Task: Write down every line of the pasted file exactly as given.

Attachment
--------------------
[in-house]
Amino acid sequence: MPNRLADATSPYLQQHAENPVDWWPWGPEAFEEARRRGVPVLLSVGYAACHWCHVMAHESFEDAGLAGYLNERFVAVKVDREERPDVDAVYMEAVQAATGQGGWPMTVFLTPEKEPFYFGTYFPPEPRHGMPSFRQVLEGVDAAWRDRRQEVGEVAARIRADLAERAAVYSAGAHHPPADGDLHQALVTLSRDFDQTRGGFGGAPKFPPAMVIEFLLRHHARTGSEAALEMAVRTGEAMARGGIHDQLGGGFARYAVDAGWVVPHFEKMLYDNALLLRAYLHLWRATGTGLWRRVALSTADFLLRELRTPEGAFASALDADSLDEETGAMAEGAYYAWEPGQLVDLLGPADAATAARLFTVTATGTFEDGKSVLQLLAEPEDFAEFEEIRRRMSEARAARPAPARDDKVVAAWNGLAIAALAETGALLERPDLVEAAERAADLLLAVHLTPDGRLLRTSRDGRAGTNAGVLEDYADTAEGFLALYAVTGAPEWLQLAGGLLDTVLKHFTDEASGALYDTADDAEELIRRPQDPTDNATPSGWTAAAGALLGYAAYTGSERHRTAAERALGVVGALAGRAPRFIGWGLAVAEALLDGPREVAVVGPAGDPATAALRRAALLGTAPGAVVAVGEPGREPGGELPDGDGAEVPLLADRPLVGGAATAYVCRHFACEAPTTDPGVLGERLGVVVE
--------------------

[in-house]
Amino acid sequence: MPNRLADATSPYLQQHAENPVDWWPWGPEAFEEARRRGVPVLLSVGYAACHWCHVMAHESFEDAGLAGYLNERFVAVKVDREERPDVDAVYMEAVQAATGQGGWPMTVFLTPEKEPFYFGTYFPPEPRHGMPSFRQVLEGVDAAWRDRRQEVGEVAARIRADLAERAAVYSAGAHHPPADGDLHQALVTLSRDFDQTRGGFGGAPKFPPAMVIEFLLRHHARTGSEAALEMAVRTGEAMARGGIHDQLGGGFARYAVDAGWVVPHFEKMLYDNALLLRAYLHLWRATGTGLWRRVALSTADFLLRELRTPEGAFASALDADSLDEETGAMAEGAYYAWEPGQLVDLLGPADAATAARLFTVTATGTFEDGKSVLQLLAEPEDFAEFEEIRRRMSEARAARPAPARDDKVVAAWNGLAIAALAETGALLERPDLVEAAERAADLLLAVHLTPDGRLLRTSRDGRAGTNAGVLEDYADTAEGFLALYAVTGAPEWLQLAGGLLDTVLKHFTDEASGALYDTADDAEELIRRPQDPTDNATPSGWTAAAGALLGYAAYTGSERHRTAAERALGVVGALAGRAPRFIGWGLAVAEALLDGPREVAVVGPAGDPATAALRRAALLGTAPGAVVAVGEPGREPGGELPDGDGAEVPLLADRPLVGGAATAYVCRHFACEAPTTDPGVLGERLGVVVE